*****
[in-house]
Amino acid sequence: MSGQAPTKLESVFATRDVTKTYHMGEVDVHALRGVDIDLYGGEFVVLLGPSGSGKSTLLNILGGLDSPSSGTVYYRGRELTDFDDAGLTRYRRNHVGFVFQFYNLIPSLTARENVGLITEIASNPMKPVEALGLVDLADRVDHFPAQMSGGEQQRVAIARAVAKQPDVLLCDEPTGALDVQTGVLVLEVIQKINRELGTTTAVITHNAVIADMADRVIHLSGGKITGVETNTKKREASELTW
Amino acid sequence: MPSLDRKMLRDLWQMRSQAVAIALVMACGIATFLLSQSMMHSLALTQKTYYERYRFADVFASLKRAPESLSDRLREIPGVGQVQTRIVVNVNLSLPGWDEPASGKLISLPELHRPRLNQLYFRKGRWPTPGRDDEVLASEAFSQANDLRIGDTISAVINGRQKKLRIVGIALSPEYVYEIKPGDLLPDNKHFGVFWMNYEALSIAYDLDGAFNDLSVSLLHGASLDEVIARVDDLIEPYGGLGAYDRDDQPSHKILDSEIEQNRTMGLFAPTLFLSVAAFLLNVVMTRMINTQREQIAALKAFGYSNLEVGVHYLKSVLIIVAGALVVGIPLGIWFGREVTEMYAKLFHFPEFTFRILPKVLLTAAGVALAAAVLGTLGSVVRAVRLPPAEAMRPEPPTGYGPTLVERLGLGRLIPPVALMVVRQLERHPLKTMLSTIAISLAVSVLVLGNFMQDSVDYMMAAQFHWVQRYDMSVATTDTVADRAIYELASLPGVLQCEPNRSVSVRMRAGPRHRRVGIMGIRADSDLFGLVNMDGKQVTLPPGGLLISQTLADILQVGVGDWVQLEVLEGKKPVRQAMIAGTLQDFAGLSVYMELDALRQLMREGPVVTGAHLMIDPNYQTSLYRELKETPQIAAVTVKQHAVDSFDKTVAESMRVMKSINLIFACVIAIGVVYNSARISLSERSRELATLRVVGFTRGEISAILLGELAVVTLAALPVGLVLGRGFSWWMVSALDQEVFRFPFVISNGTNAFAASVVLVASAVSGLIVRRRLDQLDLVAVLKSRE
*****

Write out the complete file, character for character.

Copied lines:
[in-house]
Amino acid sequence: MSGQAPTKLESVFATRDVTKTYHMGEVDVHALRGVDIDLYGGEFVVLLGPSGSGKSTLLNILGGLDSPSSGTVYYRGRELTDFDDAGLTRYRRNHVGFVFQFYNLIPSLTARENVGLITEIASNPMKPVEALGLVDLADRVDHFPAQMSGGEQQRVAIARAVAKQPDVLLCDEPTGALDVQTGVLVLEVIQKINRELGTTTAVITHNAVIADMADRVIHLSGGKITGVETNTKKREASELTW
Amino acid sequence: MPSLDRKMLRDLWQMRSQAVAIALVMACGIATFLLSQSMMHSLALTQKTYYERYRFADVFASLKRAPESLSDRLREIPGVGQVQTRIVVNVNLSLPGWDEPASGKLISLPELHRPRLNQLYFRKGRWPTPGRDDEVLASEAFSQANDLRIGDTISAVINGRQKKLRIVGIALSPEYVYEIKPGDLLPDNKHFGVFWMNYEALSIAYDLDGAFNDLSVSLLHGASLDEVIARVDDLIEPYGGLGAYDRDDQPSHKILDSEIEQNRTMGLFAPTLFLSVAAFLLNVVMTRMINTQREQIAALKAFGYSNLEVGVHYLKSVLIIVAGALVVGIPLGIWFGREVTEMYAKLFHFPEFTFRILPKVLLTAAGVALAAAVLGTLGSVVRAVRLPPAEAMRPEPPTGYGPTLVERLGLGRLIPPVALMVVRQLERHPLKTMLSTIAISLAVSVLVLGNFMQDSVDYMMAAQFHWVQRYDMSVATTDTVADRAIYELASLPGVLQCEPNRSVSVRMRAGPRHRRVGIMGIRADSDLFGLVNMDGKQVTLPPGGLLISQTLADILQVGVGDWVQLEVLEGKKPVRQAMIAGTLQDFAGLSVYMELDALRQLMREGPVVTGAHLMIDPNYQTSLYRELKETPQIAAVTVKQHAVDSFDKTVAESMRVMKSINLIFACVIAIGVVYNSARISLSERSRELATLRVVGFTRGEISAILLGELAVVTLAALPVGLVLGRGFSWWMVSALDQEVFRFPFVISNGTNAFAASVVLVASAVSGLIVRRRLDQLDLVAVLKSRE